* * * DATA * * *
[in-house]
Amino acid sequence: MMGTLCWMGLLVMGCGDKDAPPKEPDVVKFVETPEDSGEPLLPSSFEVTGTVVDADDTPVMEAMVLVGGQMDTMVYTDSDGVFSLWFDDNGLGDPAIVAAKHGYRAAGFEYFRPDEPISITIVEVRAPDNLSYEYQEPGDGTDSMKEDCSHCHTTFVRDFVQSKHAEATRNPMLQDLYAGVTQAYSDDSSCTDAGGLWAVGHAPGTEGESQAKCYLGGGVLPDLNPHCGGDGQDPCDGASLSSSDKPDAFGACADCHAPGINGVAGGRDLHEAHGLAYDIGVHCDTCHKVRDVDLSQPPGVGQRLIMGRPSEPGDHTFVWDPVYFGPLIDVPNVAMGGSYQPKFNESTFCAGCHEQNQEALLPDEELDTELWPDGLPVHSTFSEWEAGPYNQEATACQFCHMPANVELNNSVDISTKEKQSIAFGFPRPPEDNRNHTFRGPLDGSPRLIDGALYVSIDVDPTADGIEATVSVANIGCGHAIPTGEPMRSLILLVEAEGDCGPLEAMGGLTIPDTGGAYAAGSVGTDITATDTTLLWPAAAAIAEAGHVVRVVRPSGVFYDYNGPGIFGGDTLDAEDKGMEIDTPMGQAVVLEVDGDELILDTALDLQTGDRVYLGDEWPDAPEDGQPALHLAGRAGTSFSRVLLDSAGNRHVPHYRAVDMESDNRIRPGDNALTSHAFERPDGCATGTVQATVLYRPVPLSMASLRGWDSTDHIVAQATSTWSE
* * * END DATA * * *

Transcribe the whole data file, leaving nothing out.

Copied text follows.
[in-house]
Amino acid sequence: MMGTLCWMGLLVMGCGDKDAPPKEPDVVKFVETPEDSGEPLLPSSFEVTGTVVDADDTPVMEAMVLVGGQMDTMVYTDSDGVFSLWFDDNGLGDPAIVAAKHGYRAAGFEYFRPDEPISITIVEVRAPDNLSYEYQEPGDGTDSMKEDCSHCHTTFVRDFVQSKHAEATRNPMLQDLYAGVTQAYSDDSSCTDAGGLWAVGHAPGTEGESQAKCYLGGGVLPDLNPHCGGDGQDPCDGASLSSSDKPDAFGACADCHAPGINGVAGGRDLHEAHGLAYDIGVHCDTCHKVRDVDLSQPPGVGQRLIMGRPSEPGDHTFVWDPVYFGPLIDVPNVAMGGSYQPKFNESTFCAGCHEQNQEALLPDEELDTELWPDGLPVHSTFSEWEAGPYNQEATACQFCHMPANVELNNSVDISTKEKQSIAFGFPRPPEDNRNHTFRGPLDGSPRLIDGALYVSIDVDPTADGIEATVSVANIGCGHAIPTGEPMRSLILLVEAEGDCGPLEAMGGLTIPDTGGAYAAGSVGTDITATDTTLLWPAAAAIAEAGHVVRVVRPSGVFYDYNGPGIFGGDTLDAEDKGMEIDTPMGQAVVLEVDGDELILDTALDLQTGDRVYLGDEWPDAPEDGQPALHLAGRAGTSFSRVLLDSAGNRHVPHYRAVDMESDNRIRPGDNALTSHAFERPDGCATGTVQATVLYRPVPLSMASLRGWDSTDHIVAQATSTWSE